Learning moments: There's a Disney reference for that

Sarah Bedwell
Sarah Bedwell is, amongst many things, a teacher and unashamed geek when it comes to learning and technology. She is dedicated to improving professional learning and has run many events in order to allow other educators to do the same. She recently relocated back to Australia and is looking forward to a new career direction.

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Originally published on 6th June 2016 Originally published on 6th June 2016

There seems to be a recurring theme to my lessons of late: I can link any learning moment to a Disney and/or Pixar reference. Some may see this as a distraction or a problem, but I’m in constant contact with my inner child and honestly, the students almost always get it. I was particularly proud of my efforts in a single Year 7 Science lesson one morning. We have been learning about food chains and webs and relationships between organisms. Enter the first reference:

In one of my all-time favourite movies, probably because it’s set where I come from, I used the scene in Finding Nemo where Marlin reminds Nemo to brush up against the anemone as an example of mutualism. The clownfish are protected from other predators by the anemone, and the anemone is protected from its predators by the clownfish. This example may or may not have led to my rendition of Bruce and his “fish are friends, not food” speech…

The second learning moment / Disney reference was to do with the pyramid of numbers. We were discussing the need for there to be more producers than consumers in order for populations to flourish (eg enough grass to satisfy a number of rabbits, which in turn produce food for foxes - not enough grass means that foxes potentially die out if rabbits were their only food source). What better way to explain this than through The Lion King?

When Nala finds Simba living with Pumbaa and Timon, she explains that the lionesses have had to search further and further away from the pride land for food, as everything had been hunted and killed. The number of predators far outweighed the number of prey, leading to an imbalance in their ecosystem. I reinforced this with the scene where Mufasa teaches Simba about the circle of life - when the lions die, their bodies become the grass. The antelope eat the grass and the lions eat the antelope. We then linked it back to the predator-prey modelling we’d done in a previous lesson.

It’s not just in Science that I use these references. Disney films are fantastic for teaching literary techniques in English. This Buzzfeed article is a great list of techniques complete with Disneyfied explanations. I’ve previously used this as a basis for a display in a classroom. Difficult terminology becomes more accessible for students, and they also come up with their own examples to build on the display. It seems to be something that works for students in all years - even my Year 11 boys, though they’d never admit to it, get the references. Revisiting this article is making me want to redo the display - it’ll juxtapose nicely with my Avengers literacy posters!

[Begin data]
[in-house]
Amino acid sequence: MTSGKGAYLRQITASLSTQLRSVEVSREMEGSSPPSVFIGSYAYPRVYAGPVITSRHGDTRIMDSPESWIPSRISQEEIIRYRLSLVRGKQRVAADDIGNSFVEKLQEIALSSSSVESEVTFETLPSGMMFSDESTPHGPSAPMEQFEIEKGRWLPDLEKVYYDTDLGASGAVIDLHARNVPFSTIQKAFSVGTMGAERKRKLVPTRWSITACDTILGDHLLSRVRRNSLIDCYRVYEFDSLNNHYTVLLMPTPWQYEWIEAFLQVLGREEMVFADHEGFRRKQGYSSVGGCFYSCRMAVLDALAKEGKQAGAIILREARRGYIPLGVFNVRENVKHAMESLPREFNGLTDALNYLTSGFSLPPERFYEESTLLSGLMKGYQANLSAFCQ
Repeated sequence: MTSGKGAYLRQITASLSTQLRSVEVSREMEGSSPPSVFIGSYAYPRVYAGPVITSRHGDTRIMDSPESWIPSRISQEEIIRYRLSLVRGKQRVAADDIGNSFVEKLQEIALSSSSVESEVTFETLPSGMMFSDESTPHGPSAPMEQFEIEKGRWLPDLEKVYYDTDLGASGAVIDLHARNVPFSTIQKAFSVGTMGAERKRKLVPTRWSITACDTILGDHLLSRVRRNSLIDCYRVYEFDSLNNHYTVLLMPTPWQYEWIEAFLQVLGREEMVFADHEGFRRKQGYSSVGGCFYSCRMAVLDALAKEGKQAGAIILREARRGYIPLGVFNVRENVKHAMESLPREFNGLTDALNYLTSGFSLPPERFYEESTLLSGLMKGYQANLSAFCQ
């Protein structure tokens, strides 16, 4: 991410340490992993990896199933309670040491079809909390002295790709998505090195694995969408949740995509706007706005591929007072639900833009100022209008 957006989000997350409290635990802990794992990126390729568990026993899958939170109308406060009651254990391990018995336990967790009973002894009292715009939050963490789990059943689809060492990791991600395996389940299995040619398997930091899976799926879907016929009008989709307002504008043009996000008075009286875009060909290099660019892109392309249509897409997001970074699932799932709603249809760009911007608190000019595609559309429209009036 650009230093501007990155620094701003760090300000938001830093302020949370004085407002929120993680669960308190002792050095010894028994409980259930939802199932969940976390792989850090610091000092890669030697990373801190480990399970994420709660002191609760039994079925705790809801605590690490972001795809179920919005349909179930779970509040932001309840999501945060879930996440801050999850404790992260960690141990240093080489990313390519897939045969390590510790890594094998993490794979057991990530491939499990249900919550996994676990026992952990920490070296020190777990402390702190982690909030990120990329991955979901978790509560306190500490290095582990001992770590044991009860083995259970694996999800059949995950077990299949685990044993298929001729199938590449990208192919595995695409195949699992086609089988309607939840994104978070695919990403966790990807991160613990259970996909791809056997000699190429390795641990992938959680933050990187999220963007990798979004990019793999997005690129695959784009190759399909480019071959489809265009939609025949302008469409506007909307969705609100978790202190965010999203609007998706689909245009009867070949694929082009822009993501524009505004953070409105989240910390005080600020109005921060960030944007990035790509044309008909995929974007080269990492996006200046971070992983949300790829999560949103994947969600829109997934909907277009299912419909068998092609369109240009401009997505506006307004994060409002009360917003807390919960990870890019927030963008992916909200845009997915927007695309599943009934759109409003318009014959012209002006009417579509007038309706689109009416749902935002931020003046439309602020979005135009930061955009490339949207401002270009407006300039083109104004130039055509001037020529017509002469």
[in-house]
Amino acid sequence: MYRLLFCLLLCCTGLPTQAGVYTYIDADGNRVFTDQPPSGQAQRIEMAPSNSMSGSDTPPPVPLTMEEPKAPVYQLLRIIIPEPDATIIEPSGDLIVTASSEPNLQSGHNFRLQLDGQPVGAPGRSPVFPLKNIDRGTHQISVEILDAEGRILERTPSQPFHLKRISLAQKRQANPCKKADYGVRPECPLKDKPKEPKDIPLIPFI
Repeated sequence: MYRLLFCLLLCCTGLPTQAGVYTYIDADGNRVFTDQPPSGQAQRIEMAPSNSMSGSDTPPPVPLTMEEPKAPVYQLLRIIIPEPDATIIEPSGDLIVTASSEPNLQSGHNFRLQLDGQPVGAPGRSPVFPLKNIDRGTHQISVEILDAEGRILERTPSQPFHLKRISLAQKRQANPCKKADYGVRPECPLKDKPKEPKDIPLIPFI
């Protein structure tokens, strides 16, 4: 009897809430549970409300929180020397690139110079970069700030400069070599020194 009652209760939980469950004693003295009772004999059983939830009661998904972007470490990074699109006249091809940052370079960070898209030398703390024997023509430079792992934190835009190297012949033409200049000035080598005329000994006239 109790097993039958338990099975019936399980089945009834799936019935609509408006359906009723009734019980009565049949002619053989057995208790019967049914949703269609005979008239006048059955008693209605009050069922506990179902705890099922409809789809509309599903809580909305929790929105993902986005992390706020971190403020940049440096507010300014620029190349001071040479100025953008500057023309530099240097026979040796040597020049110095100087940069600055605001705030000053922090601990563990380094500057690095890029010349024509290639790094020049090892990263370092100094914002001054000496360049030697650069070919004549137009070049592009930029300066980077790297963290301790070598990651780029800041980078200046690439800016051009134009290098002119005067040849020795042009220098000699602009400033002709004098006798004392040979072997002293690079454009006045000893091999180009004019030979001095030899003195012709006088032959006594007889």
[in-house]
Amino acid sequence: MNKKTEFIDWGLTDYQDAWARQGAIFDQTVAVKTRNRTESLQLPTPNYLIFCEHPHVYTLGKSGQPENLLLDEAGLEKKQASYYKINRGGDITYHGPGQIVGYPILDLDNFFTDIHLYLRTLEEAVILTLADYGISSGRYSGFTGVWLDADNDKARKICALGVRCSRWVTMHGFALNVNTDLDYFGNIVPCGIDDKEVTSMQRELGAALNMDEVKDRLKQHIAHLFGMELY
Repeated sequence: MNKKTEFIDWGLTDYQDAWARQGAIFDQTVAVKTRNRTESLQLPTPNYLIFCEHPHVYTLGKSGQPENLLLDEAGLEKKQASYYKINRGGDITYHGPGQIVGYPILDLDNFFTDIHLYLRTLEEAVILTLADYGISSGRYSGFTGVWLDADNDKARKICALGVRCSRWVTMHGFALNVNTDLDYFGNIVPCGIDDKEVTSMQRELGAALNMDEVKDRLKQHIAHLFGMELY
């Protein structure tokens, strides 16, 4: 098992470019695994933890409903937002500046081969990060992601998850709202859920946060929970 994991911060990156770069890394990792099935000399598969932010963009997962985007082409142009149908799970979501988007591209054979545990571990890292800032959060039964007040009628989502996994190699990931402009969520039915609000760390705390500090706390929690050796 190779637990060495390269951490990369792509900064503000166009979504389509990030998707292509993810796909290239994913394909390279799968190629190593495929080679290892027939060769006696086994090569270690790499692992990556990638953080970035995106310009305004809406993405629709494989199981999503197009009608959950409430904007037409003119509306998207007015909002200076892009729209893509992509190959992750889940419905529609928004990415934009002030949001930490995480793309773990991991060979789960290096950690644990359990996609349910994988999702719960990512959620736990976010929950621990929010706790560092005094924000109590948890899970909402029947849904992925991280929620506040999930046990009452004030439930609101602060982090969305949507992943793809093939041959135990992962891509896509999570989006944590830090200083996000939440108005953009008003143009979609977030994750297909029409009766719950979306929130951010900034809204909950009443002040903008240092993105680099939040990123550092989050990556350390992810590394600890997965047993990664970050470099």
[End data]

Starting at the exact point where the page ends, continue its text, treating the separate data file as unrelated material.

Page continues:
In a small departure from my Disney obsession, I use Shrek frequently in English as well to teach building tension in a story.

Each time I’ve done this, virtually all of the students have seen the film, so we do a quick plot recap and then track the different things that happen on a tension graph. It also helps to demonstrate the parts of a story - orientation (Shrek in his swamp, bathing in mud and using his ear wax for candles), complication (the swamp being overrun with fairy tale creatures and the quest that Lord Farquaad sends them on), climax (mini climax when they defeat Dragon and rescue Fiona, and when Shrek, Donkey and Dragon stop the wedding) and resolution (true love’s kiss and happily ever after).

We seem to have discussions about the role of women quite frequently when studying texts. Lately it’s been Shakespeare (Juliet, Lady Macbeth, Miranda etc), but other texts including The Yellow Wallpaper and of course, Curley’s wife in Of Mice and Men. We talk about how things have changed, how they haven’t in certain cultures, and I always seem to be able to slip in that we wouldn’t have characters like Merida, Mulan, or even Rapunzel (who I am still reminded of every time I pick up a frying pan!) in our popular culture if the role of women remained as it was centuries ago.

Lastly, I seem to also be putting Disney references into behaviour management. When doing a little conflict resolution with two students, I couldn’t resist this one:

“Guys, we can keep going round and round in circles on this, or we can be mature about it and let it gooooooooooooooooooo!!!!” I need to teach them about my sense of humour, it transpires.

Lilo and Stitch is another behaviour management-Disney reference favourite. My headteacher constantly refers to our school as a family, and that’s something that filters through into classrooms. This one used to come up a lot when I taught 70+ students at once, and we had to teach them group work skills as well as whatever content we were on at the time:

Mixed ability groups - and even mixed ability classes - mean that some students need to recognise that the way they work, or the pace at which they work, isn’t always the same as for others. We need to remember to not ‘leave behind’ those who write slower, or think differently, or respond to tasks in different ways. Which, coincidentally, reminds me of this:

It might be time to retire some of the references, at least for a little while, and set myself a new challenge. Perhaps I should include some live action movies to balance things out a little? Either way, I’ll be carrying on using popular culture reference to explain concepts and topics. My students should...

Do you use Disney movies in your lessons? Let us know below!


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